The Llanberis Path is a popular first time path for climbing Mount Snowdon. It’s the longest route but provides a gradual climb up to the summit of Snowdon. Start from the car park at Dolbadarn Castle, in Llanberis. After close to half a mile you will see the Llanberis Falls on your right hand side. Half way through your ascent you will find a place to stop for tea or coffee, aptly named Halfway House. Please respect the mountain and keep to the paths for your safety, and also to protect the ecological balance.Show more
#4 - Ystradfellte Four Waterfalls Walk
Brecon Beacons National Park
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Length: 4.5 mi • Est. 1 h 49 m
This is a great trail with stunning scenery and access to four waterfalls near Ystradfellte in the Brecon Beacons National Park. Starting from Gwaun Hepste car park the trail follows the Afon Mellte. The waterfalls you visit on this route are Sgwd Uchaf Clun Gwyn, Sgwd Isaf Clun Gwyn (2), and Sgwd yr Eira on the Afon Hepste. This trail can be steep at some points especially when walking down to see the waterfalls but overall breathtakingly beautiful. Good boots for slippery surfaces are recommended. Show more
#5 - Pen y Fan from A470
Brecon Beacons National Park
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Length: 3.9 mi • Est. 2 h 34 m
The Pen y Fan and Corn Du trail offers spectacular, unrivalled views of the beautiful Welsh countryside in the Brecon Beacons National Park. Pen y Fan is the highest mountain in South Wales, and a popular destination for walkers. Pen y Fan is translated from the Welsh language to mean ‘top of this place’. The mountain and surrounding area are owned by the National Trust. Pen y Fan, together with Corn Du (trans. Black Horn), it’s secondary summit, was previously named Cadair Arthur, meaning (King) Arthurs Chair. Whilst there are no stories directly linking King Arthur to Pen y Fan, legend has it that Arthur once helped the people of Brecon with a group of wild boars. The King killed the boars’ leader, whose body rolled down into the river, today known as Afon Twrch (river of the boar). Start from the Pont ar Daf car park just south of the Storey Arms. The summit of Pen y Fan is marked by a well preserved and structured Bronze Age cairn which would have originally held the ashes or other remnants of a dead person or persons since multiple burials together are common in the British Bronze Age. From the summit on a clear day the Bristol Channel (including the islands of Flat Holm and Steep Holm), Carmarthen Bay, Swansea Bay, the Gower Peninsula, the Black Mountains, the Cambrian Mountains, Exmoor, the town of Brecon and much of Mid Wales and the South Wales Valleys, and in a north-easterly direction the Clee Hills in South Shropshire can be seen.Show more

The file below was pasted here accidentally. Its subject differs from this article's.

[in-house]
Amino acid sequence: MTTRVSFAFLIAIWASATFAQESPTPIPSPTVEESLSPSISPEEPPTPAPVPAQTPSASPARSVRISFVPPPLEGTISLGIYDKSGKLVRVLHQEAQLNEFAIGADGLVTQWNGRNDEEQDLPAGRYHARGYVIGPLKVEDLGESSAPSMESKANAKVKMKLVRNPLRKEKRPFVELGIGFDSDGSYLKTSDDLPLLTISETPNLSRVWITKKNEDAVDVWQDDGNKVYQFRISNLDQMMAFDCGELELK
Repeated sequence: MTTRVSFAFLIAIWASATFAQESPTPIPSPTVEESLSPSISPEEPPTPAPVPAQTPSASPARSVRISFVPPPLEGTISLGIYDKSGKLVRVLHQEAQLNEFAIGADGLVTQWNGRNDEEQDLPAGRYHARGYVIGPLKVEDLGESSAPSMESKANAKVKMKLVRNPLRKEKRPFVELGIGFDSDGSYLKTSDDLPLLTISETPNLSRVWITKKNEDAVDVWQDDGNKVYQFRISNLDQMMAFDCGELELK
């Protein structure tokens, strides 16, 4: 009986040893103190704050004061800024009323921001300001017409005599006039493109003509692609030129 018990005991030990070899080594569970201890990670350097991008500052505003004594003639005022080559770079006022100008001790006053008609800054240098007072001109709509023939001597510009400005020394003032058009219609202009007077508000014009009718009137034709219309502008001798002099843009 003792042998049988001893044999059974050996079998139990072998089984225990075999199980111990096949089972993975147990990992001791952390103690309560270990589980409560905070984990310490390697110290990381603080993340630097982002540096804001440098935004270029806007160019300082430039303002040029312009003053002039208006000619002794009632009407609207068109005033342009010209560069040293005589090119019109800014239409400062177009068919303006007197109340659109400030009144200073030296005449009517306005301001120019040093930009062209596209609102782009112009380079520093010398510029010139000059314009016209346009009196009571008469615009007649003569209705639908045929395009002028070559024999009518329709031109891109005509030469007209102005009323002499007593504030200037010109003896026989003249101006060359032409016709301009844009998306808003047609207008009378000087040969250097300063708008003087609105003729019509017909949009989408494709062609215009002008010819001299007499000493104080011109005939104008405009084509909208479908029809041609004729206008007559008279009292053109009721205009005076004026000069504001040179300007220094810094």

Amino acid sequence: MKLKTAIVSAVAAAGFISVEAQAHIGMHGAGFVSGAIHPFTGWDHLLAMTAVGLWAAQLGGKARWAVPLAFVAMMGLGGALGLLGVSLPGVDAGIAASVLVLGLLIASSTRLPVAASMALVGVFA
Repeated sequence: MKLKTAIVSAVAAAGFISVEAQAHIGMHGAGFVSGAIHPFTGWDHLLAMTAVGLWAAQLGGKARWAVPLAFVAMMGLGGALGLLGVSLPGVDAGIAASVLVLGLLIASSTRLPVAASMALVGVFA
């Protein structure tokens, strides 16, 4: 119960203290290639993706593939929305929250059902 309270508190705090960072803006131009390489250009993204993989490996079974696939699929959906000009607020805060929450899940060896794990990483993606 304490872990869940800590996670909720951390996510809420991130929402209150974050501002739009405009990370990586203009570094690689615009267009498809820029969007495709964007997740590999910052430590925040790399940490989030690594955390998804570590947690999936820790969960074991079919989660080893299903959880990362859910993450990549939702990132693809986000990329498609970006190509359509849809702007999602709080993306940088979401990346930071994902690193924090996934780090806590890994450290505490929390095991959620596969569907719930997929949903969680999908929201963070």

#6 - Snowdon via Watkin Path
Snowdonia National Park
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Length: 7.9 mi • Est. 5 h 46 m
Lovely trail up the Watkin path recommended to anyone with reasonable level of fitness and adequate clothing. The views are amazing ! The clear blue lagoons with waterfalls, the wildlife and the landscape will take your breath away. This is a true adventure but pay attention, the trail is a steady ascent and near the top it becomes steeper and requires some scrambling over loose rock. Nothing too difficult in dry weather but not recommended for beginners and could become dangerous in wet weather. Relatively quiet path compared to the more popular routes, although the summit itself was still very busy. Definitely recommended for an alternative route up or down the mountain! Show more
#7 - Cadair Idris Circular Walk
Snowdonia National Park
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Length: 5.6 mi • Est. 3 h 15 m